You are in a bit of a dilemma. The further away you are from the sources of detonation the harder it is to hear. That just increases the possibility of detonation at high boost (as the ecu is trying to figure out if it is or it isn't). All it takes is the one lucky shot and all the electrons will be in there high fiving themselves cause they got by you. That's how I felt sometimes.

All our traces showed that the ecu just didn't react fast enough in deciding whether to bail out or keep going. This we did by trashing a head by putting pressure sensors in all the chambers and running. That was a bad day... I'd like to tell you about it one day.

It just missed by fractions of a millisecond.

It's there (the knock sensor) but we ended up not using it and just mapping every point along the top of the curve and coming back 1 degree. That was with rocket fuel. I can imagine with pump gas it'll be worse. That stuff is so unstable it isn't funny. Anyway, the motors lived more than they died on the track except for endurance races where the pistons failed at the end or showed signs of emminent failure from fatigue and only the piston rings held them together. Durn but those were weird days.

Last edited by thng; 09-08-2003 at 08:32 PM.
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Old 09-09-2003, 03:58 PM   #16
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My underlying anxiety is missing det that is quieter than the background noise. I know little flashes to second green on maximum sensitivity on a standard engine on a knocklink can be the start of det on a standard engine, and they respond by the ECU pulling even 0.5 degrees. However, I got that much noise on my engine on fast idle.

The important question:

DOES KNOCK ON A NOISY ENGINE GO UP IN VOLUME ENOUGH TO BE HEARD OVER THE BACKGROUND NOISE?

Apparently the setup for the Safegaurd is to just desensitise it so it doesn't pick up piston slap. That discourages me slightly, but apparently det this quiet or short lived should not damage the engine. I guess there is one way to find out
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Old 09-10-2003, 02:06 AM   #17
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Knock noise didn't go up and I don't believe it will. The occurrence of knock takes place in progressively shorter and shorter time frame with the increase of power, which ever way it is created. Therefore the knock sensing has to be more and more accurate. This becomes increasingly more difficult to do.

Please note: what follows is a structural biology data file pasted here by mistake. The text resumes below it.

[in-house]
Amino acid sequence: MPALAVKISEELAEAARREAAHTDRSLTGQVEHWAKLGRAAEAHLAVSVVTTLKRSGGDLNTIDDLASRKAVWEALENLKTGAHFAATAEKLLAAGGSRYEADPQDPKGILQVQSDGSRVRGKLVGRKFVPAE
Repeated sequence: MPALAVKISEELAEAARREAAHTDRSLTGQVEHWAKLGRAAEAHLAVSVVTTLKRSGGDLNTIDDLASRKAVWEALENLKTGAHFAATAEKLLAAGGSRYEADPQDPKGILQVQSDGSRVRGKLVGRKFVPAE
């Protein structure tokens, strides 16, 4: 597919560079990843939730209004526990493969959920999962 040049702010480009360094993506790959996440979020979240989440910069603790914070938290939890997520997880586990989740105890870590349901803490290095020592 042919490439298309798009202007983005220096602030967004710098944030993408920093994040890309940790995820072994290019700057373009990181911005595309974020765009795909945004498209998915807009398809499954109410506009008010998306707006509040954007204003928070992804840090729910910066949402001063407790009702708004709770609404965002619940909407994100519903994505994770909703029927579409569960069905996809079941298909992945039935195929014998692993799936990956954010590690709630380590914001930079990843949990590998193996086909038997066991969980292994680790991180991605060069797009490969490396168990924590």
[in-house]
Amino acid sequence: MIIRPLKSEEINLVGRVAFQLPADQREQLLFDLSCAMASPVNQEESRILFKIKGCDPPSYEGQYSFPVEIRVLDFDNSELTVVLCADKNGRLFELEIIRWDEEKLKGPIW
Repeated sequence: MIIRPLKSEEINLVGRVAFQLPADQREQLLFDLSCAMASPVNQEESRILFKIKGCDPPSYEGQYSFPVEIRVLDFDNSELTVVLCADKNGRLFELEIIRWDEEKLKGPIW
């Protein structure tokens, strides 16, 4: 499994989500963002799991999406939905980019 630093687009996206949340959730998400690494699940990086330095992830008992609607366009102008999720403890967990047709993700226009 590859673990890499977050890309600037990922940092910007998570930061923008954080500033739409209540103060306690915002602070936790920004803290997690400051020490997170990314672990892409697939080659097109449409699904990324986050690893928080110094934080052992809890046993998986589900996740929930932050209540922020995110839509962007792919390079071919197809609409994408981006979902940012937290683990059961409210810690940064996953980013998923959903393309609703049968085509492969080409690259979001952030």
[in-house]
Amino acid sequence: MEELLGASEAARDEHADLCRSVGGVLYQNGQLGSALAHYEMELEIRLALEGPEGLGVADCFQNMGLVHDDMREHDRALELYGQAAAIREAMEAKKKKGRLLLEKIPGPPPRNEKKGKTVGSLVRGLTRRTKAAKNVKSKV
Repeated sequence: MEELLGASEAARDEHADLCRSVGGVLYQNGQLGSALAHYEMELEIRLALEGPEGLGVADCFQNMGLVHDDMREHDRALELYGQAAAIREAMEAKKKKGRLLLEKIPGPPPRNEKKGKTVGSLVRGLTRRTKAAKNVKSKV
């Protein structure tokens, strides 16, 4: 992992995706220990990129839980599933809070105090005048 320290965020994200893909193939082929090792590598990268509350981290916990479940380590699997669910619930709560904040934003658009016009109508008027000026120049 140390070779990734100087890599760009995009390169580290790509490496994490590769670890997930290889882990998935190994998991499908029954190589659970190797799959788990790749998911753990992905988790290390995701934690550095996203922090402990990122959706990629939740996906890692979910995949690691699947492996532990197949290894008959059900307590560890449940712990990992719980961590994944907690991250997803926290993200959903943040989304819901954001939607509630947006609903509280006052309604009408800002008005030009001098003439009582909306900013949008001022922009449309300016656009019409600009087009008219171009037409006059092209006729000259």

You can make it more "accurate" if your motor is a truck engine designed to produce maximum power at mid-range rpm. If your motor is being designed to produce power using boost and rpm (or just plain boost). The odds are against you but good luck with your efforts.

Back ground noise increases with speed and power. More power means parts need more mass; springs need more strength which adds to more mass and still more power and so on.

The word anxiety works well in this situation.
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Old 09-10-2003, 09:30 AM   #18
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Quote:
but I wouldn't have a clue trying to figure out how to find that frequency in my internals case which is knock, vs. what is slap/rock.

Hey Jorge.
I've got a spectrum analyzer here at work we could use to determine the frequency to within a 1/3 octave(31 bands from 20 hz to 20 khz). That's probably all the resolution you would need to determine that.

-Todd
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Old 09-10-2003, 10:05 AM   #19
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Quote:
Originally posted by tcs007



Hey Jorge.
I've got a spectrum analyzer here at work we could use to determine the frequency to within a 1/3 octave(31 bands from 20 hz to 20 khz). That's probably all the resolution you would need to determine that.

-Todd
i was about to suggest that. does anyone know exactly ho the knock sensor works. is it basically an accelerometer, when the voltage output goes to high, it thinks it detected knock. i know you can get accelrometers for different frequencys, but my point being is that you should be able to take the signal and use the spectrum analyzer, or if you have labview(like me) you can FFT it and see all the different frequencies and amplitudes....to find out what is normal
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Old 09-10-2003, 10:39 AM   #20
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You can plug a separate knock sensor into a microphone input on your laptop, and put it through free spectral analysis software http://www.visualizationsoftware.com/gram/gramdl.html . However, J&S says that simple frequency filtering is useless for knock detection. The best systems use DSP and gating plus thresholds that are mapped by RPM/load.
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Old 09-10-2003, 10:49 AM   #21
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I have recently become interested in the knock sensor area as well and wish there was something specific on the WRX systems.

However Jon [in CT] did give me these that I found helpful and informative - at least for a knock newb like me:

Quote:
You should browse around this site: http://home.netcom.com/~bsundahl/kn...KnockSounds.htm and if you decide to record your knock sensor, then you can download the mentioned freeware Spectrogram PC software from: ftp://ftp.agt.net/pub/winsite/win95/sounds/gram50.zip
The DIY that he used to a cassette recorder should work equally as well on my laptop mic - I will probably make one circuit to both connect to my laptop mic and a set of earphones. $20 bucks for det cans and recorder not bad in my view.